ITS bad news this Christmas for those who enjoy a festive tipple – the recent drop in the value of the pound means our favourite drinks will be considerably dearer and traders warn that price hikes will inevitably be passed on to the consumer. In some cases that could be 50 a pint.
Since the referendum result in June, the value of the pound against the dollar has dropped by 16 per cent, as the uncertainty of Britain’s economic direction has spooked the currency markets.
And for local pub owners such as Alex Greig of Fuggles Beer Café, on Grosvenor Road the impact has been ‘two-fold’, raising the price of both the ingredients needed to brew in the UK as well as popular beers that are imported from Europe and beyond.
“It has an impact on the ingredients we use. Whilst we grow hops in the UK, the varieties that are in highest demand are imported from Europe and the US. This will at some point be passed on by most breweries to us and then, on to you the customer.
“Aside from that, importing beer has gone up – most of my wholesalers have now used up any cash reserves they had in euros and dollars, meaning they’re now getting much less bang for their buck when it comes to purchasing beer from Europe or the US.”
He points to a recent delivery of beer from the Netherlands, where prices have already gone up by 50p a pint, adding: “That exchange rate is key to the pub and beer industry – until it recovers I’d expect to see increases across the board over the coming months.”
Within this context, it might seem a good opportunity to start buying from domestic breweries. Nationally, Wetherspoon’s Chairman and Brexit campaigner Tim Martin has suggested stocking less European products, but Mr Greig is not convinced of the UK’s current capabilities:
“We could solely buy from UK producers but that’s not really our business model and we’d be missing out on a lot of exciting beer from elsewhere. Ultimately, I also expect a lot of the breweries [from the UK] we work with to increase their prices – they import 95 per cent of their hops, their brewing equipment is often made in Europe and so are the kegs the beer comes in.
“Whilst we could focus on beers also just using English hops the supply and quality isn’t quite there yet so it’s just not a realistic option right now. For example we just don’t have the climate here to grow hops with the same flavour profiles as US imports.”
Despite the incoming price hikes, being located in the affluent Tunbridge Wells means Mr Greig said he is optimistic for the future, as the local economy and employment levels are both ‘strong’. He added: “The pub and beer industry is in a good position at the moment, the demand is there and good brewers, distillers, licensees will all continue to thrive as long as we focus on quality of product and service.”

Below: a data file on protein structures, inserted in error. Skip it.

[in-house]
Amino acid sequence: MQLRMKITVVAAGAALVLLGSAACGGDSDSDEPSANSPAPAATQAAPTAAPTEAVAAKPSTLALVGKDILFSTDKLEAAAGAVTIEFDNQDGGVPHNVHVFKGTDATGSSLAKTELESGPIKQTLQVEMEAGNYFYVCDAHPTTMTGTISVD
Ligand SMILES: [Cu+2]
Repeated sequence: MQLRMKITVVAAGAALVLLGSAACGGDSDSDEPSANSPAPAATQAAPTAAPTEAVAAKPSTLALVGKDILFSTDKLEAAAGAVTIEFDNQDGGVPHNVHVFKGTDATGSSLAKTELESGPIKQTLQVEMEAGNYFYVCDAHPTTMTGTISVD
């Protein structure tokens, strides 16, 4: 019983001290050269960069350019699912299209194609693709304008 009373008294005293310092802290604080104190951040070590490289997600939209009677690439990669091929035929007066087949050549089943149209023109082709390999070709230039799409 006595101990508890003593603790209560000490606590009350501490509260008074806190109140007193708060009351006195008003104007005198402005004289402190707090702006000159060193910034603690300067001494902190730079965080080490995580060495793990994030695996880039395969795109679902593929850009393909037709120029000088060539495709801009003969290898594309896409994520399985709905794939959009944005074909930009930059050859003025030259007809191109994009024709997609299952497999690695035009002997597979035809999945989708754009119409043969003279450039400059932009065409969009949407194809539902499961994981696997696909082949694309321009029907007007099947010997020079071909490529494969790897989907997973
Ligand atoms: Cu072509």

Despite the upcoming difficulties, co-founder of the Pig & Porter brewery in High Brooms, Robin Wright, argued that ‘it’s not all doom and gloom’, explaining: “Hops may go up but breweries are usually required to contract a large amount of hops at an agreed price for the year ahead so these changes will take time.”
And the news is just as gloomy for wine drinkers
For those who are more partial to a glass of fine wine over a hearty ale, the fall in the pound is equally troubling.
Mike Watson, who founded the Secret Cellar on Church Road in 2005, has said he is already paying 15-20 per cent more to some of his European and American suppliers, although he explains: “Lots of suppliers have been understanding and they’ve made agreements to hold their prices until Christmas. But once the New Year comes there will inevitably be increases.”
His warnings were echoed by the owner of Crowborough-based wine merchants Cork & Keg, Niall Crook, who said while escalations in costs had not been uniform, he had started to see £1-1.50 rises on mid-range (around £12) bottles of wine.
“I think a 10-20 pence increase a year, people can generally swallow. But you’ve got to think once a products begins to hit a 10 per cent increase, you have to start considering if it’s worthwhile to keep stocking it.”
Mr Crook, who also owns The Sun pub in Covent Garden with his brother, explains that the most drastic rises, from the US and France in particular, have only really hit in the last month, as most suppliers hedge their currencies in order to soften the impact of foreign currency fluctuations.
When asked whether he thought the rising cost of foreign wines would continue into the long term, he responded: “Well, I don’t think it’s going to get any better. There’s not going to be an upside to the drop in currency.”